Activists are pointing out that the CRC will encourage further oil dependency. They are concerned about the CO2 impacts of the CRC and Interstate 5 expansion as well as the reliance on oil-based transportation infrastructure at time when oil supplies are falling and prices are rising dramatically. The theatrics are intended to poke fun at the City Council's support of the CRC, despite the city's prominent green image.
The dramatics will take place as the City Council hears public comment on the CRC. The City Council has already pledged its support for the CRC, much to the dismay of community members opposed to the project who intended to utilize forum for a genuine debate on the project.
The performance is orchestrated by Cascadia Rising Tide ( http://cascadia.RisingTideNorthAmerica.org) and the Convergence for Climate Action ( http://www.climateconvergence.org)
Background: The CRC is an investment in public works intended to accommodate more driving. Specifically the CRC is designed to enable a 30% increase in individual car traffic.
The state of Oregon has stated a goal of reducing global warming pollution to at least 75% below 1990 levels. Transportation-caused global warming pollution is responsible for 40% of all regional global warming pollution. Given these facts, activists believe the money should instead be invested in reducing driving through public transit, carpooling, greater support for biking and other programs.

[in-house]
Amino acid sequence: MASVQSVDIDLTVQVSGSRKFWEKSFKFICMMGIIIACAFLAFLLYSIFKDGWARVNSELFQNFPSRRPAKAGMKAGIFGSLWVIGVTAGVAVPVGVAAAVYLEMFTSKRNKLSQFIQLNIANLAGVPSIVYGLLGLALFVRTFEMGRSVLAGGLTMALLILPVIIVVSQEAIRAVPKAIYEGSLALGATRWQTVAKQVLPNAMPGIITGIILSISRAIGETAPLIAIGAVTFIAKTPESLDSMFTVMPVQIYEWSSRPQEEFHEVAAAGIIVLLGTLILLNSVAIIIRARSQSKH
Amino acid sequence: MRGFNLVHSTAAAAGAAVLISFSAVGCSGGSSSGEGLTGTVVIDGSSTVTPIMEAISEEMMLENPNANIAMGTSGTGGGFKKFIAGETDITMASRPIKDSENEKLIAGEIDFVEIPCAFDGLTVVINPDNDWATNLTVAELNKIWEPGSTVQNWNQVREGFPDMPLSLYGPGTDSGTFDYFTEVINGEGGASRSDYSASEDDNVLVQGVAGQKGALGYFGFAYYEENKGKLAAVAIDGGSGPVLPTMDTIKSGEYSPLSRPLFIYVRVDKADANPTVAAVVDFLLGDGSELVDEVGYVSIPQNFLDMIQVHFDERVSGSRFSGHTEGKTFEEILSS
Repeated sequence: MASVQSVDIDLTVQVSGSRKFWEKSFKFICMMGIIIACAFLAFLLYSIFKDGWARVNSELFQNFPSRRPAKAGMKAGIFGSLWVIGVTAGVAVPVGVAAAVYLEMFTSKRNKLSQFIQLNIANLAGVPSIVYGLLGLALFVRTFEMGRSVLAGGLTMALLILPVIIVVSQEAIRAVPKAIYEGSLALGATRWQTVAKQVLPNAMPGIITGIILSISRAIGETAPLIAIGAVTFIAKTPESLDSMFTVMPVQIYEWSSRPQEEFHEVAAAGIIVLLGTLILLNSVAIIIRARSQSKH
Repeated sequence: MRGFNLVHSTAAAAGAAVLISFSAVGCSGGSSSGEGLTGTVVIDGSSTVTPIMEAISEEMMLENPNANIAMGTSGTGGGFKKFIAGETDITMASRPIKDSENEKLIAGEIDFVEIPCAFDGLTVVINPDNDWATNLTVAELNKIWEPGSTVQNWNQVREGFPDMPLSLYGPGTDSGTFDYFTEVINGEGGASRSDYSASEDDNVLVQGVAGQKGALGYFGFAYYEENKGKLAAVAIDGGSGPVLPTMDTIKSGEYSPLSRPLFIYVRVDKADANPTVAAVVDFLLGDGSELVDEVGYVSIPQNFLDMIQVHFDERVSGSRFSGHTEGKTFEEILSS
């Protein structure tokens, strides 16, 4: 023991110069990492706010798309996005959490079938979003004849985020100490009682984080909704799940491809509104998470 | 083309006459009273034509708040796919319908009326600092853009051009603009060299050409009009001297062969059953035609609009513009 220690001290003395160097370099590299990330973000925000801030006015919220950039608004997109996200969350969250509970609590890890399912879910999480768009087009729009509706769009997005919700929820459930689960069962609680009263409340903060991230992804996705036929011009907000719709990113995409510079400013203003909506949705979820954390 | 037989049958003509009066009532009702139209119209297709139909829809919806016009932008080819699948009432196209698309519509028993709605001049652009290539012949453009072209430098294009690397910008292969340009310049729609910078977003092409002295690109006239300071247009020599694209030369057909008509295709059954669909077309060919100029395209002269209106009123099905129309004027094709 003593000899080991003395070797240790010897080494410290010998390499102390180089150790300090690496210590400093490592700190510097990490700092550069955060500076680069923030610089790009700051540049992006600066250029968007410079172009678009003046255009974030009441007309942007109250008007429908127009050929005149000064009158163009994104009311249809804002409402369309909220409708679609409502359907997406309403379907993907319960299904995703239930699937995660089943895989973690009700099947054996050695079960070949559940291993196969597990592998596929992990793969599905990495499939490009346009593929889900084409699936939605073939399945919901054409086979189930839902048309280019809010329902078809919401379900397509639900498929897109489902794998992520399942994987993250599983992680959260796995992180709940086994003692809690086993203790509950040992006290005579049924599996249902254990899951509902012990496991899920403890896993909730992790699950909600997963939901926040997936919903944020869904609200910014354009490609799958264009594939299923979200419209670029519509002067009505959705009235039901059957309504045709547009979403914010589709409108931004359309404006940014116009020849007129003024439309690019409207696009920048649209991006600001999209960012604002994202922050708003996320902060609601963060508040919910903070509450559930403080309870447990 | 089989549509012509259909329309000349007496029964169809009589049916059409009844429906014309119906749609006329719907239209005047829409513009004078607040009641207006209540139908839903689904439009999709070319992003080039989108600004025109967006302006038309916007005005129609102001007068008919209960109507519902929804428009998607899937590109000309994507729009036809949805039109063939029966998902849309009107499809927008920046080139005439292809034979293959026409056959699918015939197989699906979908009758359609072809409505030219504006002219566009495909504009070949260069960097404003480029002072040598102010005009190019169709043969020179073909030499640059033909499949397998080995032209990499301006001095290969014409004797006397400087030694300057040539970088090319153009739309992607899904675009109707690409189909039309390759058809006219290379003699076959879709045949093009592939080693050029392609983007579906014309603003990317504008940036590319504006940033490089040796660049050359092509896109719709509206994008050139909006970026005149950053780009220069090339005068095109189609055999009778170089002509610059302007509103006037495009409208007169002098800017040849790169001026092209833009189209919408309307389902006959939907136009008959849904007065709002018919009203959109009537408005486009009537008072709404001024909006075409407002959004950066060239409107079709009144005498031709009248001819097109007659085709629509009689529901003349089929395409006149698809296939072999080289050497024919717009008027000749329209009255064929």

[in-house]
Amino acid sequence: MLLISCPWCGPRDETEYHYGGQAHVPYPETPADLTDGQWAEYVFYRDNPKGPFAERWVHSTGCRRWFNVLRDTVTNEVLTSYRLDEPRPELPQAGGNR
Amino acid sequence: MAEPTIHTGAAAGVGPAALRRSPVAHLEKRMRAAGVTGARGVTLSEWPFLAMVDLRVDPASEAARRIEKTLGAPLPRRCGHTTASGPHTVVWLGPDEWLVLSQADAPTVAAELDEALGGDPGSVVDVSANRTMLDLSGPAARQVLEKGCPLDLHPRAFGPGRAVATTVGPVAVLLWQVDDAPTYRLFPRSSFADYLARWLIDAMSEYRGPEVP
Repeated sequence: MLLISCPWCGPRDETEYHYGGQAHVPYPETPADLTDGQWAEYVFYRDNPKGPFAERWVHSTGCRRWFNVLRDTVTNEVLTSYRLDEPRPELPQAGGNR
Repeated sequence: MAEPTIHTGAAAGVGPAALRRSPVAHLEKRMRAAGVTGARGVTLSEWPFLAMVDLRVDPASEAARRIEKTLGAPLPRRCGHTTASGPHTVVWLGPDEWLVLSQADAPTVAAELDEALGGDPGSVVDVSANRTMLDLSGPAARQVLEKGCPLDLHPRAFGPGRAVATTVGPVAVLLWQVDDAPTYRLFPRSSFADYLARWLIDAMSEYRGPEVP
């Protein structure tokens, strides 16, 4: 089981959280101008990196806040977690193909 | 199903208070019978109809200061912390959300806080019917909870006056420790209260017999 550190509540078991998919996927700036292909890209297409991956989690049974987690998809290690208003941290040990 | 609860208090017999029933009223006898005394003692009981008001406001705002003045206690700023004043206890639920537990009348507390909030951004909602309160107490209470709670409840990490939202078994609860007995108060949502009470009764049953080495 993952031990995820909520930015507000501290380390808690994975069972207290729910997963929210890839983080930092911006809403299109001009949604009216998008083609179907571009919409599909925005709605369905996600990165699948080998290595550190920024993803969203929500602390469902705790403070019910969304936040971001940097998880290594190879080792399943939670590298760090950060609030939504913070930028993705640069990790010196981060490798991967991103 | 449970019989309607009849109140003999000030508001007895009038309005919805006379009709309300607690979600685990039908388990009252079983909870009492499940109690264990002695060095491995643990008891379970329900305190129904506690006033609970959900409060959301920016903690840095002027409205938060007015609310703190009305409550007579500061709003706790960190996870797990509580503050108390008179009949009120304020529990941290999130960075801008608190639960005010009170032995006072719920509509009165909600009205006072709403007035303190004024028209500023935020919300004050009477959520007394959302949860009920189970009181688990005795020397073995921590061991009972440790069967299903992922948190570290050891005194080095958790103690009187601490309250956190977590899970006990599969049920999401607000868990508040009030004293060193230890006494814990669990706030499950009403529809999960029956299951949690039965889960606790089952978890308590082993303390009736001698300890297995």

Additionally, the I-5 freeway has caused negative health impacts on low-income communities and communities of color along the freeway: increased driving will lead to further pollution. By contrast, research shows that land use and transportation plans that encourage less driving help prevent chronic diseases associated with obesity, such as diabetes and heart disease, and respiratory illness, including asthma.
The event is a lead up to the 2nd Annual Convergence for Climate Action which takes place July 28 - August 4th in Coburg, Oregon. The Convergence focuses on climate and energy issues in our region, including the CRC, the Bureau of Land Management's forest plan revisions, the removal of the Klamath dams, sustainable agriculture, and liquefied natural gas development along Oregon's waterways.